Page last updated:February 20, 2014
English Chief Medical Officer highlights the importance of preventative interventions for our children to keep them healthy

The Chief Medical Officer’s annual report ‘Our Children Deserve Better: Prevention Pays’ focuses on the health and wellbeing of children and young people.
The report describes PSHE education as “a subject that forms a bridge between health and education by building resilience and wellbeing.”

The report emphasises the importance of prevention:“There is also an increasing evidence base showing that in children prevention pays, with an expected return on 6—10% from investing in interventions early in life. The case for early intervention and prevention is increasingly clear both biologically and economically.
Yet the UK’s National Audit Office estimates that only 6% of current government spending is on early action and within health, and only 4% is spent directly on preventive measures. There is also evidence that children are disproportionately disadvantaged. In the UK, 26·9% of children and young people (aged 0—19 years) are living in, or at risk of, poverty or social exclusion, compared with an overall population rate of 22·6%; these figures compare poorly with the Netherlands, the best performing country in Europe, which has a corresponding rate of 15·7%.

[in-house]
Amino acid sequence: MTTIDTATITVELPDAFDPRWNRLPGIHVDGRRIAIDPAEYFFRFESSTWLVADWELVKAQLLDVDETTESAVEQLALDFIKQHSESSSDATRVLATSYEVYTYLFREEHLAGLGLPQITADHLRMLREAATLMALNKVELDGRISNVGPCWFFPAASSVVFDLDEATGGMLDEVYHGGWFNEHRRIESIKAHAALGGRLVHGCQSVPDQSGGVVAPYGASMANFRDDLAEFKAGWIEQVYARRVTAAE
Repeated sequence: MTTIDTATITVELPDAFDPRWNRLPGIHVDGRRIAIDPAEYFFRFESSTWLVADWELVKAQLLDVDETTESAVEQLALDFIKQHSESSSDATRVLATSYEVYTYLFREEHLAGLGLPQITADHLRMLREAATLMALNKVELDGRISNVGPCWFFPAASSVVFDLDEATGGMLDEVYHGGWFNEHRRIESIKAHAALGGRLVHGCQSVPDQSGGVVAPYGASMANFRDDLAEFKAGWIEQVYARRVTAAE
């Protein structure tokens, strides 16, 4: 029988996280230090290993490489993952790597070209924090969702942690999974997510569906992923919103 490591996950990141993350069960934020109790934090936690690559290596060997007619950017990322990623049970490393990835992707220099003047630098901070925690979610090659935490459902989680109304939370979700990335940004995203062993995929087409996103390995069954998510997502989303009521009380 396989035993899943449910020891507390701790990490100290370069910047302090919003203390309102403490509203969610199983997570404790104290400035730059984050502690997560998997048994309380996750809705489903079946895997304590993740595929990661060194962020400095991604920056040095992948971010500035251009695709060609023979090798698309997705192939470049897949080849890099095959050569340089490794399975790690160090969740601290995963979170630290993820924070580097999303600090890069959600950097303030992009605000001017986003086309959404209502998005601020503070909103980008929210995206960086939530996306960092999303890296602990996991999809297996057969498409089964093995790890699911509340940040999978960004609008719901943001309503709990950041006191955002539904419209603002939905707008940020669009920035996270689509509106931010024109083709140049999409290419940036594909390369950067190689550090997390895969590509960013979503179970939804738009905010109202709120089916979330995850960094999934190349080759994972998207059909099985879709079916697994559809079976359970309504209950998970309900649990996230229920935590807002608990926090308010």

The recommendations of the Chief Medical Officer in the Annual Report should catalyse action across government. We must develop the evidence base on child health, particularly for early intervention, including the Healthy Child Programme, and promote resilience in its widest sense. Further recommendations seek to translate the evidence presented in the Annual Report into practical actions, which include commissioning age-appropriate training for health professionals, translating the evidence on children and young people’s views of health care into a “Health Deal” and developing tool kits for schools to improve educational attainment through Personal Social Health and Economic (PSHE) education. We badly need independent monitoring of progress against outcome indicators”. report-2012-our-children-deserve-betterprevention- pays

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